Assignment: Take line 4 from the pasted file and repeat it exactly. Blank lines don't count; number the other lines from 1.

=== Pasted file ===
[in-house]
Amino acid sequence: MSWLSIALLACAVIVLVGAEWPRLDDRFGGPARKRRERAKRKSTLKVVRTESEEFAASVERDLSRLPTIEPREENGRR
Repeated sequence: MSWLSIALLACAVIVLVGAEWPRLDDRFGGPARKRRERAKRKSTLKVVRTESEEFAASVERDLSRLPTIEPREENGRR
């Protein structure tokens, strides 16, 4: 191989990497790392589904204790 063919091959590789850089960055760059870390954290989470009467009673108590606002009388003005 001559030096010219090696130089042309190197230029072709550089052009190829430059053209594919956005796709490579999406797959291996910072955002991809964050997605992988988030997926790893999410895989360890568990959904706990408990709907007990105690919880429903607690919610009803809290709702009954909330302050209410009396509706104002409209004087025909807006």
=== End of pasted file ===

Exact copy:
């Protein structure tokens, strides 16, 4: 191989990497790392589904204790 063919091959590789850089960055760059870390954290989470009467009673108590606002009388003005 001559030096010219090696130089042309190197230029072709550089052009190829430059053209594919956005796709490579999406797959291996910072955002991809964050997605992988988030997926790893999410895989360890568990959904706990408990709907007990105690919880429903607690919610009803809290709702009954909330302050209410009396509706104002409209004087025909807006």